Sometimes the cost of a patient’s treatment plan is higher than the patient expected, even with the cost-sharing available through their dental benefit plan. Patients who don’t budget for dental treatment may have concerns about costs that may cause them to postpone treatment or to decide against it.
Many practices offer internal or external programs to help patients finance treatment. Knowing there are options to financing dental care often increases case acceptance rates and can significantly reduce the amount of time patients need to make a decision about proceeding with treatment.
When managed properly, financing programs make good business sense for your patient and your practice. Regardless of which approach you take, it’s important to be selective about which options you offer to which patients.
It’s also important to be aware that certain financing programs could result in the practice being considered a “lender,” especially if in-office payment plans offer patients more than 90 days to settle accounts. Complying with truth and lending regulations, which exist at both the federal and state levels, can be an arduous and complex process. For these and other reasons, many practices opt to out-source financing and payments to a third party.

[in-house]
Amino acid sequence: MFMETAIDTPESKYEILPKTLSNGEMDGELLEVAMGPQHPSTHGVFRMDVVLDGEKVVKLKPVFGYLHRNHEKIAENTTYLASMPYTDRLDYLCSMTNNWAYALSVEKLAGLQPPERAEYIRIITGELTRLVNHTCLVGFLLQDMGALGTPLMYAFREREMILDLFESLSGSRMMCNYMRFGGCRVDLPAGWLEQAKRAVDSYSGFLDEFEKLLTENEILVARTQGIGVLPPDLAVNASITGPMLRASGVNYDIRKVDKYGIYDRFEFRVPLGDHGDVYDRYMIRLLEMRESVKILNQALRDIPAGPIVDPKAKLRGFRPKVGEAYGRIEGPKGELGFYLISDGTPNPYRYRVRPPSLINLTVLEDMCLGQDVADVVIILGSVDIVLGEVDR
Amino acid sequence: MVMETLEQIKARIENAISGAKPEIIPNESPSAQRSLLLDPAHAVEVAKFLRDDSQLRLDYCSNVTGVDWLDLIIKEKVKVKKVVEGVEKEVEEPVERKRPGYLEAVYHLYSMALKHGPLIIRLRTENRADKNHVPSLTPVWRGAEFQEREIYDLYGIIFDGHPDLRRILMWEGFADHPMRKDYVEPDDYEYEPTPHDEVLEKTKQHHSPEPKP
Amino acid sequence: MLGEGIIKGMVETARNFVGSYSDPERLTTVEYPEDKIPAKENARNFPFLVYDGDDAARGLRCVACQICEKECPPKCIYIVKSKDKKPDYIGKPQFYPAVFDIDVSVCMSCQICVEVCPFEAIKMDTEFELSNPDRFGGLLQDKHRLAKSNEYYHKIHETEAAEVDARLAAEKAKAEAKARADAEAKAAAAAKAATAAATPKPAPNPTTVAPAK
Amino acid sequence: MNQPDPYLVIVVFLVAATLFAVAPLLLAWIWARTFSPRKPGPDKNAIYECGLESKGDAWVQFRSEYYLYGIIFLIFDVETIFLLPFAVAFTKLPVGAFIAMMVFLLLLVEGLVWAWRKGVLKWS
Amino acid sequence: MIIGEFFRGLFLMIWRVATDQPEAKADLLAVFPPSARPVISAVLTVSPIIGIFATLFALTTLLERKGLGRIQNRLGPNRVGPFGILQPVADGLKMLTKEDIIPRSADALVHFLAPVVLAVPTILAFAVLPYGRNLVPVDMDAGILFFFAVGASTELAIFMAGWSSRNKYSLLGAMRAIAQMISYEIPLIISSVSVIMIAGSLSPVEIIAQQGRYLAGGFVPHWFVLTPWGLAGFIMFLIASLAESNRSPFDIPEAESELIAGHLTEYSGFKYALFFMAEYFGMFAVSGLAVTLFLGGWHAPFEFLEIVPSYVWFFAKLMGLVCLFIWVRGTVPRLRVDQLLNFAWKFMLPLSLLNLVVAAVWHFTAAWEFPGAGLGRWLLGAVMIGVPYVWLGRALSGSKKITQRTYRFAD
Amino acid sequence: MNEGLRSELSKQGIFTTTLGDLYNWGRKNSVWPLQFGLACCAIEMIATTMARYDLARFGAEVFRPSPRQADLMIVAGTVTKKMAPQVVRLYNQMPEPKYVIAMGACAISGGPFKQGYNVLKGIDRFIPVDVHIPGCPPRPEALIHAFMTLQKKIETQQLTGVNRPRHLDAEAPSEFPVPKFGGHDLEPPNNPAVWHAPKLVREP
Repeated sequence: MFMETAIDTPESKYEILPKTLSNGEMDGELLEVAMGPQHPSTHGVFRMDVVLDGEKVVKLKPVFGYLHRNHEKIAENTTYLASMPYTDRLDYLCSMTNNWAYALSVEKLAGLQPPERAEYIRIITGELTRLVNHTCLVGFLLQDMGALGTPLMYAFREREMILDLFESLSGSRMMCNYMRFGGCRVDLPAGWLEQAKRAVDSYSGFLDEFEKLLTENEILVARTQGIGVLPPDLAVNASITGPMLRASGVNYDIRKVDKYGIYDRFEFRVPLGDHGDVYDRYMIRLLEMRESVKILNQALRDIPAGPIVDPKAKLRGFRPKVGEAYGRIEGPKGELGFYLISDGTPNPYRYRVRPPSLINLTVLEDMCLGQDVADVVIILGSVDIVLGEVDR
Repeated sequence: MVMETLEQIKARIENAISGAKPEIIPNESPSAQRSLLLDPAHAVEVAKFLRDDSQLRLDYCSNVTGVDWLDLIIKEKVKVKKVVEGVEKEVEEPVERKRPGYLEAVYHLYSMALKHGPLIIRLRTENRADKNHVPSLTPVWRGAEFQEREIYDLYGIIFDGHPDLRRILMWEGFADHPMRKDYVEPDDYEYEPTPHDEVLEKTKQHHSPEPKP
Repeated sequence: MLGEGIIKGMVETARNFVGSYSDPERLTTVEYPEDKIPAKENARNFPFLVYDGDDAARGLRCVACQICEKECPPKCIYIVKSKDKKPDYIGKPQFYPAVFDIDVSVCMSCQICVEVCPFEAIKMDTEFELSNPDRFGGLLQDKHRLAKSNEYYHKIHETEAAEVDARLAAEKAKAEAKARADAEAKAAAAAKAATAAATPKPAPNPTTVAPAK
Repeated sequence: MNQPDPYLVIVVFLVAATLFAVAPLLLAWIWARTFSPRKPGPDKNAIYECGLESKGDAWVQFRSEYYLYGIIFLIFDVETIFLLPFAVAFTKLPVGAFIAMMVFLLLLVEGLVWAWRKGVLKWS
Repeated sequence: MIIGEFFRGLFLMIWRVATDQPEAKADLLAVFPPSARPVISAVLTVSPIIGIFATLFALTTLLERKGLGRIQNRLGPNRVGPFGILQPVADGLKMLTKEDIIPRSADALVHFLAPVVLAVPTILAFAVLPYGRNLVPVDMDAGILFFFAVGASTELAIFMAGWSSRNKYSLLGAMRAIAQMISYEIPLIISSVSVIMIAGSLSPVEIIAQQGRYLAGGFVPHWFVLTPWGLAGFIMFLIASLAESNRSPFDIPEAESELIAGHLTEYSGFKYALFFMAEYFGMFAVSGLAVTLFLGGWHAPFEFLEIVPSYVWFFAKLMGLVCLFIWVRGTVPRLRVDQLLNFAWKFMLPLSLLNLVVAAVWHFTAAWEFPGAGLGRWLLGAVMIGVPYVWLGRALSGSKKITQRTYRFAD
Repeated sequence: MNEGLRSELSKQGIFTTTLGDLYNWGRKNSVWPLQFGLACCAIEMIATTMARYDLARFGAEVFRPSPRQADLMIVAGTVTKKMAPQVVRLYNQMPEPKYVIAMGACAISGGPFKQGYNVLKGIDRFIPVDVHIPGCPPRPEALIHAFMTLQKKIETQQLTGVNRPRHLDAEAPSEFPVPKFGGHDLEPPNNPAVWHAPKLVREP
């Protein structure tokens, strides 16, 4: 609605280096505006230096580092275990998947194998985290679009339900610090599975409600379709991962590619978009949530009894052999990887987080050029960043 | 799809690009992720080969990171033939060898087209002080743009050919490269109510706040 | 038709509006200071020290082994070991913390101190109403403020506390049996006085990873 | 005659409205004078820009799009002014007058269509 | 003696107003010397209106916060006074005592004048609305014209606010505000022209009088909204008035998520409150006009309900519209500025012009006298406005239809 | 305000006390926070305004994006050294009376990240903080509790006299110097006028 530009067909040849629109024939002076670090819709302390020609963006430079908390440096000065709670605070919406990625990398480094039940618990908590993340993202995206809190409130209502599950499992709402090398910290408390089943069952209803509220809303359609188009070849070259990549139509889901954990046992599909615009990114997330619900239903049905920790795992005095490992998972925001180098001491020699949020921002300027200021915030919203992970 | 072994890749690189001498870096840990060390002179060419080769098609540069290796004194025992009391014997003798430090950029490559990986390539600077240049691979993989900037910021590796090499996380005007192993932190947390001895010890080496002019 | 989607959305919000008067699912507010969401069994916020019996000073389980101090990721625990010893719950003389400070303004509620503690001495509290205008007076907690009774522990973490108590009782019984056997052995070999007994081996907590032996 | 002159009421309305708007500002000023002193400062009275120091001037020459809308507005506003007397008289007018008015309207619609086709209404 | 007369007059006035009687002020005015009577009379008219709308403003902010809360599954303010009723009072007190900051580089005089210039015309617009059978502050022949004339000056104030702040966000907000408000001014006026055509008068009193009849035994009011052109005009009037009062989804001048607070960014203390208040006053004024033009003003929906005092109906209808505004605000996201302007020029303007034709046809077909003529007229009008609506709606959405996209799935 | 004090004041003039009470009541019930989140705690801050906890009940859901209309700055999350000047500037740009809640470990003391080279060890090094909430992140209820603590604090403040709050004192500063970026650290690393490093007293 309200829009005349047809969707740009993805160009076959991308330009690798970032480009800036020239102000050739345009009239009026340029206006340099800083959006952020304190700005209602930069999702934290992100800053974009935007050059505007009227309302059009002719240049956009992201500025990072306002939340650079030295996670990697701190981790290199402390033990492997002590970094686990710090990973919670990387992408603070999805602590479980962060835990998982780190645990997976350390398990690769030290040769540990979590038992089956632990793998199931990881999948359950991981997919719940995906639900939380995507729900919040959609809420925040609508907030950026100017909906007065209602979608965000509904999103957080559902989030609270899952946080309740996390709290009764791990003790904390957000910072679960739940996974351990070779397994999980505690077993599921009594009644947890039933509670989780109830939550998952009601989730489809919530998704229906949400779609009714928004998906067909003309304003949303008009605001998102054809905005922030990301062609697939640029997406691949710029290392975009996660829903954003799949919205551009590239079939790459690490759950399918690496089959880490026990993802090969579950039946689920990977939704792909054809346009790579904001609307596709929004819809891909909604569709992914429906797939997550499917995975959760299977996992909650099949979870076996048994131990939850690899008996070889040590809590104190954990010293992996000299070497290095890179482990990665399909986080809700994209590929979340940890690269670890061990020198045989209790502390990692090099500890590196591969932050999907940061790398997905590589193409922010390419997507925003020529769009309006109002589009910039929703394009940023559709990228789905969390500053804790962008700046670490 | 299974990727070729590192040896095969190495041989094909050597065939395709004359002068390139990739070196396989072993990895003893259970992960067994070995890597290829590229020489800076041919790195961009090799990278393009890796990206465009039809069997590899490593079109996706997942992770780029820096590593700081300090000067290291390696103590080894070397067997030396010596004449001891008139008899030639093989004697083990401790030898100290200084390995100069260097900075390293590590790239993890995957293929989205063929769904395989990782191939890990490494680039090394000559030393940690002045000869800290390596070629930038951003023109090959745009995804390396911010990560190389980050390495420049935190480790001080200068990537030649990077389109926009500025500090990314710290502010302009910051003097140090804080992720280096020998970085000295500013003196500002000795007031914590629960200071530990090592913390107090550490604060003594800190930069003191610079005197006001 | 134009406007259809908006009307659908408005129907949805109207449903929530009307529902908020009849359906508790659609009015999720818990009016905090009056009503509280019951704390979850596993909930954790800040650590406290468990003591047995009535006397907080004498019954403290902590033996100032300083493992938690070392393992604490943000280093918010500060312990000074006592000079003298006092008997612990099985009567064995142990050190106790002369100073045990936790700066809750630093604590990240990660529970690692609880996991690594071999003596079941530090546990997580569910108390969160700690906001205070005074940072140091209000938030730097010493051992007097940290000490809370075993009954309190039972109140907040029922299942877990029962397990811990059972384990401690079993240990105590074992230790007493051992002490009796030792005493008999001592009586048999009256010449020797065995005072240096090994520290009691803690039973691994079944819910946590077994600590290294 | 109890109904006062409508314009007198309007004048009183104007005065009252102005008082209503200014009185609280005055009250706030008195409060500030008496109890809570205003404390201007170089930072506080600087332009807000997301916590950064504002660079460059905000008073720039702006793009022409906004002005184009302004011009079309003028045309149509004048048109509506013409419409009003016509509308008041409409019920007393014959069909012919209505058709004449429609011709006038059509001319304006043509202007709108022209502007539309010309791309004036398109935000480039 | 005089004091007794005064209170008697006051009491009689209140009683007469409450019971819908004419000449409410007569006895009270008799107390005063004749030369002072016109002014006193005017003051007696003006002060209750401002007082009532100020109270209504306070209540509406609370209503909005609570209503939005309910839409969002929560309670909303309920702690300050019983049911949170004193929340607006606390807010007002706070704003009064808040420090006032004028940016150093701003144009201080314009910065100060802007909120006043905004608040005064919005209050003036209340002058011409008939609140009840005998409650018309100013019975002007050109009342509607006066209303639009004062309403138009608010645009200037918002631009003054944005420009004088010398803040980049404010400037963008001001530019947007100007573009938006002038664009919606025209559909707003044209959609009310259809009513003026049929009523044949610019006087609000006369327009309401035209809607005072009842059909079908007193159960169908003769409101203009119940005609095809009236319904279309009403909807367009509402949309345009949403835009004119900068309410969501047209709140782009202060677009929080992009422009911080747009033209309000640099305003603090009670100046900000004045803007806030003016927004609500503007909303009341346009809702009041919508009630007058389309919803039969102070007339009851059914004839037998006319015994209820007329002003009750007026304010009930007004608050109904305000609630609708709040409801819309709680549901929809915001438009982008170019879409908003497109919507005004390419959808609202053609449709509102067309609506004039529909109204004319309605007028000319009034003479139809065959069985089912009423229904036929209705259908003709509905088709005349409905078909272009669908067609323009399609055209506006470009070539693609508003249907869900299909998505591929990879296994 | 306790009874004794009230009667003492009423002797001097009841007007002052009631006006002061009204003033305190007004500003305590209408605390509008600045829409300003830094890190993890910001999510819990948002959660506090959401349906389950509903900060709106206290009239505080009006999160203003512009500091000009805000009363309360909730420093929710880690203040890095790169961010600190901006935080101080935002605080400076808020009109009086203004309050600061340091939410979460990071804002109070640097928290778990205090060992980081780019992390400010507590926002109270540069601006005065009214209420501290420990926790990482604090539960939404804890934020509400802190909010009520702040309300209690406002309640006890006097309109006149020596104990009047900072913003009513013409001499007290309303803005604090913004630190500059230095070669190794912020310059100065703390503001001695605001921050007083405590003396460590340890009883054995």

Make sure you adequately educate your staff about the benefits and requirements of any financing options available in your practice.
It’s also prudent to develop and follow a written policy that details the options available and the protocols for having financing discussions with patients.
Any payment option offered through your practice should meet the needs of your patients. After all, the reality is that for many patients, the decision to proceed with dental treatment comes down to how much they can afford to pay. While any financing options you offer should respect your patients’ financial commitments, you also have to ensure that you can meet your overhead expenses.
Finally, remember that patients’ financial health can change unexpectedly. Patients who didn’t need to finance treatment in the past might need to do it today. And some patients may want to finance treatment for what many might consider “modest” out-of-pocket costs.
While you might want to do everything you can to help each patient cover the cost of treatment, in-office financing should not necessarily be offered to every patient. Criteria to consider before discussing this option include your relationship to the patient, the patient’s ability to pay, payment history, the type of work being done, and the value of the treatment plan. Managing a financing program can require a significant amount of time so make sure your designated staff has sufficient time to be certain that payments are credited to the correct accounts.
It’s a good idea to review Regulation Z of the federal Truth in Lending Act (TILA) for more information about dental offices as creditors. A link to that information can be found under Additional Resources.